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Creating Added Value for Your Meeting or Education Workshop Attendees

November 01, 2012

Section News

Your section's education workshop or regular monthly meetings are already rich with networking and content, but you may consider providing the following items as an additional value, giving members more bang for their buck. These items are either easy to implement or easy on your section's wallet.

  • Take notes: For any meeting or workshop, try using EverNote – have designated members or volunteers take notes and make the notes available to all participants after the event. This will create added value after and increase the amount of learning that takes place. Plus, they can share with co-workers when they get back, demonstrating value to their employers and you might pick up a few registrants and/or attendees at future events!
  • Share session slides: With each presenter, ask for their slides (either PowerPoint or PDF) and post via SlideShare or on your website/STLE section page. You could also email the slides to attendees of that program, or just those who are members in your section. Providing the slides is helpful to both attendees and non-attendees, as those who attended can refresh their memory and those who missed can get a brief recap of the session (when you pair the slides with notes from the session, or pair the slides with an article summary).
  • Pre- and post-event: You may also want to ask the presenter to write an article for your member publication/website as a teaser to the presentation or as a post-meeting summary. If you provide this beforehand, you can draw more attendees, and then consider adding content to the pre-event information - creating a handout or summary of the session. If you get an article after the event, it reinforces the information presented and creates a resource for your members.
  • Tap your speakers: If your speakers don't have time to write an article on their presentation, consider having a member write up a summary and do a quick interview with the speaker. It provides some additional information, gets volunteers involved and doesn't tax the speaker. The interview could be done before or after the event, and can be used for promotion or as a summary, similar to an article.
  • Go electronic: Any articles or interviews can be done as a text article, or you could opt to create some electronic resources. These could include a podcast (audio recording), or through video. If you'd like to create a podcast, feel free to contact us for information on how to set that up, but some free tools for this include BlogTalkRadio and PodBean. To create a video, you could purchase a Flip camera (or other inexpensive video camera) for your section, and conduct an interview with the speaker before as promotion, or after as a summary. You could also consider hosting a live interview with the speaker before an event as promotion, or after as a Q&A for your members via a Google+ Hangout. A Hangout is a free service through Google, that allows you to host a video chat with up to 9 other people. Unfortunately, you cannot record it, but you could have someone take notes from the session, or simply live in the moment!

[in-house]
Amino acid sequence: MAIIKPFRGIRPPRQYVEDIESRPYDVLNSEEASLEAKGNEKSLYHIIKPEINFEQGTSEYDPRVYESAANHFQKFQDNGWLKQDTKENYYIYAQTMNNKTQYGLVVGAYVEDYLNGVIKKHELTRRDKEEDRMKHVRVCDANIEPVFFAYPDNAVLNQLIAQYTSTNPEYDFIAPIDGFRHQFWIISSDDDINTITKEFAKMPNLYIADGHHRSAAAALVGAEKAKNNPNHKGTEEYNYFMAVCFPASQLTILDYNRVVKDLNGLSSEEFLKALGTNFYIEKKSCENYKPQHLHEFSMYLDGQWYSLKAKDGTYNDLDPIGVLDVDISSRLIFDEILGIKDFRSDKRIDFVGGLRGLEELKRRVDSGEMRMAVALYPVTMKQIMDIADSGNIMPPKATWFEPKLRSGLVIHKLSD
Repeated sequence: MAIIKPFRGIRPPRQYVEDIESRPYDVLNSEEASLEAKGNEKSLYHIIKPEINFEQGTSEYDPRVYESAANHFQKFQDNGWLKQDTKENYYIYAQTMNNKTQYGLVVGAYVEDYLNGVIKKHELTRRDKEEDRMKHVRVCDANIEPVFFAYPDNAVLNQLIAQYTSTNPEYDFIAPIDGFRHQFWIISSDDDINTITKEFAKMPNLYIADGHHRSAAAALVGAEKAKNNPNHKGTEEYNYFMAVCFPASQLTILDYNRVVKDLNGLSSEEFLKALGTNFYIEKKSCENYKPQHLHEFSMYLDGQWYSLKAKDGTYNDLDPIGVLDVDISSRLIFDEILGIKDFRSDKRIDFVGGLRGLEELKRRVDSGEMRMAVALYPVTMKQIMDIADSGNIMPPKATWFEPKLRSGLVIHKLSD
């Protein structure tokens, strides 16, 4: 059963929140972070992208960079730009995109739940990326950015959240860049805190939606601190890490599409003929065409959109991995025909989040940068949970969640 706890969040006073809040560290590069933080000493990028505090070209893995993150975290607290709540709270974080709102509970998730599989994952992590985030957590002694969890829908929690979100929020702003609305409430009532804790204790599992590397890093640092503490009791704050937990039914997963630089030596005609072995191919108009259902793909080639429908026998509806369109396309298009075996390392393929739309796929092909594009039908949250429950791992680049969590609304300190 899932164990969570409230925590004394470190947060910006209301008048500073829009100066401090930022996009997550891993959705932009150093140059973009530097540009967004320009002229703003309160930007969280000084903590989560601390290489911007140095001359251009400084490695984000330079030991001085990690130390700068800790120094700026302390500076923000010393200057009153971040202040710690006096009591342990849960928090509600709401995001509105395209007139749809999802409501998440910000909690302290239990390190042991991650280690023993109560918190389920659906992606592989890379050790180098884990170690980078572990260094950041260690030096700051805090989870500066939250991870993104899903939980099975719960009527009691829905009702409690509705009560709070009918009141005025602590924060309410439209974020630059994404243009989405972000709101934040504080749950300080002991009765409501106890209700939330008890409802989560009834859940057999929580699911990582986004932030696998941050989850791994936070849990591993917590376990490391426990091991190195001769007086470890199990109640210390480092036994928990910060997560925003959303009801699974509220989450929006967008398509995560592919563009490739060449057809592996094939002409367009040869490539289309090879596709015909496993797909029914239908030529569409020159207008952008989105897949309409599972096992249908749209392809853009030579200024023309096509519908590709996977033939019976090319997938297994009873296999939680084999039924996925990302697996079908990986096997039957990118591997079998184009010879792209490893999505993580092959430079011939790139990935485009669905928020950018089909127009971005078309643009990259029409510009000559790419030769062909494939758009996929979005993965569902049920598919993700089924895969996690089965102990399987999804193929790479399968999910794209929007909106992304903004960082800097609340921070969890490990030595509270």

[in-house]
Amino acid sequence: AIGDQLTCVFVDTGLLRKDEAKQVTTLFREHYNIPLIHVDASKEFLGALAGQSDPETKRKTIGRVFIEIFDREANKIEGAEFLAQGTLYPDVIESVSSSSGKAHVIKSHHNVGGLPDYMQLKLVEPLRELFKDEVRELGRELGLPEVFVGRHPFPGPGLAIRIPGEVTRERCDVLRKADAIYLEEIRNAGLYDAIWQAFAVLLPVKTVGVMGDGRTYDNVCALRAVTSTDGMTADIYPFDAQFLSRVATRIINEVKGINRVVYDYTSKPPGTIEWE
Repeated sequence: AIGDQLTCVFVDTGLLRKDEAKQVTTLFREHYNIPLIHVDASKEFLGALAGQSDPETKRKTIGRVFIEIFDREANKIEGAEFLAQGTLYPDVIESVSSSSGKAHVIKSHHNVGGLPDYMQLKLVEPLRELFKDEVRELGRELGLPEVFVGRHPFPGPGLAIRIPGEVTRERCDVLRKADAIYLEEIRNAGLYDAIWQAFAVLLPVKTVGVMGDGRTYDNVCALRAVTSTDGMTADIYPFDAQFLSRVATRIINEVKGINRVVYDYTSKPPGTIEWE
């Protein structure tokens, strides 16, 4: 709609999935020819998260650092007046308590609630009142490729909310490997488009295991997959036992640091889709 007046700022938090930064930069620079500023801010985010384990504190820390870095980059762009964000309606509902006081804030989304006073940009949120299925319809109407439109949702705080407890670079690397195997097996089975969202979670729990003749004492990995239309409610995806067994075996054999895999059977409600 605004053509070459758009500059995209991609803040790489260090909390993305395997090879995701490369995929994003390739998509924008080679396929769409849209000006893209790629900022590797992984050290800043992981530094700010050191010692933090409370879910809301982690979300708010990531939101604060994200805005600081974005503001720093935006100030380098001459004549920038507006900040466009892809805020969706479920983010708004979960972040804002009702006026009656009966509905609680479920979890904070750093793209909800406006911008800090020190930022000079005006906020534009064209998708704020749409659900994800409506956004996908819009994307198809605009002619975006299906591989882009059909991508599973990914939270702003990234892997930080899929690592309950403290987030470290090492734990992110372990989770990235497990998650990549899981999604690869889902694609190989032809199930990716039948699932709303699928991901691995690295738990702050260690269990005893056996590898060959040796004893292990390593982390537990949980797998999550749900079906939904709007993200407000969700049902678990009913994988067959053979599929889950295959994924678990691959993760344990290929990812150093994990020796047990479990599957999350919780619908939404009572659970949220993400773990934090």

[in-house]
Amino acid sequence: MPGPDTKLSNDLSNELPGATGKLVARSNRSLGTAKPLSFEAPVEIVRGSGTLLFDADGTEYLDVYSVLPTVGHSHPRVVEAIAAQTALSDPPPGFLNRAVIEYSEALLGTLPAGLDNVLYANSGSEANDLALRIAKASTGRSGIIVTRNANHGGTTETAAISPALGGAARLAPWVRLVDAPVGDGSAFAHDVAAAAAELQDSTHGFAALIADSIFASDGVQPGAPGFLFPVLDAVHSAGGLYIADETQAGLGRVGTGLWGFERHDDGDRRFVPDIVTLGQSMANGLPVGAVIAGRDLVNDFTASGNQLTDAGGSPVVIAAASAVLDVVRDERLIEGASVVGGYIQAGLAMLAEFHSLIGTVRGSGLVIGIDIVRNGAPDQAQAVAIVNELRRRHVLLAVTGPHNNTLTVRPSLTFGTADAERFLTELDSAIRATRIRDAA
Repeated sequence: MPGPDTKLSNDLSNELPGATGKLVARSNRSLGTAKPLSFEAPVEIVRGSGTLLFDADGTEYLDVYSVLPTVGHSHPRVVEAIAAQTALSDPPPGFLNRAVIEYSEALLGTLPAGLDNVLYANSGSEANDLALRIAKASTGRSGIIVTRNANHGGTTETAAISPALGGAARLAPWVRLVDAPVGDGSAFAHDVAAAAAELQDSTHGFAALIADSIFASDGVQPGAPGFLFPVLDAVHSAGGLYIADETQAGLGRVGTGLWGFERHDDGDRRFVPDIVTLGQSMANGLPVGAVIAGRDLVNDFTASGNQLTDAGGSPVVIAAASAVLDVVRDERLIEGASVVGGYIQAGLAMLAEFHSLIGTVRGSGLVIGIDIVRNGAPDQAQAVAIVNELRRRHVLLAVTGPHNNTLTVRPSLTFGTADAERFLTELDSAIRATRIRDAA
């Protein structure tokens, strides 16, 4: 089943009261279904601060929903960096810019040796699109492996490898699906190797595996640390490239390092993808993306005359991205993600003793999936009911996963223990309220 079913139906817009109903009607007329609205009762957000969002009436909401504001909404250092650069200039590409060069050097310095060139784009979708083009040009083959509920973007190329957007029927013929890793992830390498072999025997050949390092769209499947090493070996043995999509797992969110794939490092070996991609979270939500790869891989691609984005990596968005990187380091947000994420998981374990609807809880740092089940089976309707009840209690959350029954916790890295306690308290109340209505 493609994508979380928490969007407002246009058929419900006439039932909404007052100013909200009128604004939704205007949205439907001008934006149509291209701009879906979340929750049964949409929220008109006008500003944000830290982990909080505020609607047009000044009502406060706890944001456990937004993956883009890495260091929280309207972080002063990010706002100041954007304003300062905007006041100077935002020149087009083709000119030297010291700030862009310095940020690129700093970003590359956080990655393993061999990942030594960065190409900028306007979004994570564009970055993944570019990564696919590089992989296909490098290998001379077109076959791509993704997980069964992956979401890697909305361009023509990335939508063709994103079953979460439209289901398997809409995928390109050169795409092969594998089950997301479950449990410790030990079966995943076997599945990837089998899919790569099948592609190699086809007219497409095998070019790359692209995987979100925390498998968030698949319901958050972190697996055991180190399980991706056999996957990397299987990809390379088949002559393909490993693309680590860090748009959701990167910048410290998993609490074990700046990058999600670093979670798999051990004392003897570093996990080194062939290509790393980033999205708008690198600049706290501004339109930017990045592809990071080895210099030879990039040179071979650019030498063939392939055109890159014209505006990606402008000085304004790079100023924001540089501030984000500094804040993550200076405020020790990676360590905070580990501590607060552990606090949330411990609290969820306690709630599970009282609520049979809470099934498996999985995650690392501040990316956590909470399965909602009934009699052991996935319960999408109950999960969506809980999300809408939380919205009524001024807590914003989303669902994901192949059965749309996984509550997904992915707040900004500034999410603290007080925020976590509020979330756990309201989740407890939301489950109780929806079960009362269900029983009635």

• Share the attendee list: This way, members can connect and follow up after the workshop or meeting or make new contacts. You can include the list on-site (if registration is pretty solid and you don't get many on-site registrations), or you can send it via email shortly after the event.
  • Curate additional content: Consider creating a packet of articles, a white paper or resource sheet to accompany any presentations you host (in addition to the notes from the session and any other materials). This can include related articles from TLT, Letters and Transactions, articles from speakers or articles written by your members. If you curate the content (find articles and resources that are relevant to a particular topic) and provide it in an easy reference format, you've increased their perception of value instantly! For education workshops it's very handy when you provide a jump drive or CD with the course content (and serves as a sponsorship opportunity), and if you print up the slides beforehand and distribute on site, attendees could take notes while listening to the speaker.

Any of these items will create added value before and after the event has concluded, increase the amount of learning that takes place, and allow members to share information with their colleagues. All of this demonstrates the value to employers and attendees - and you might pick up a few registrants or members for your next meeting or workshop. What other ideas do you have, or have you tried at your section?

For more information or questions, contact Kara Sniegowski at klemar@stle.org or at (847) 825-5536.

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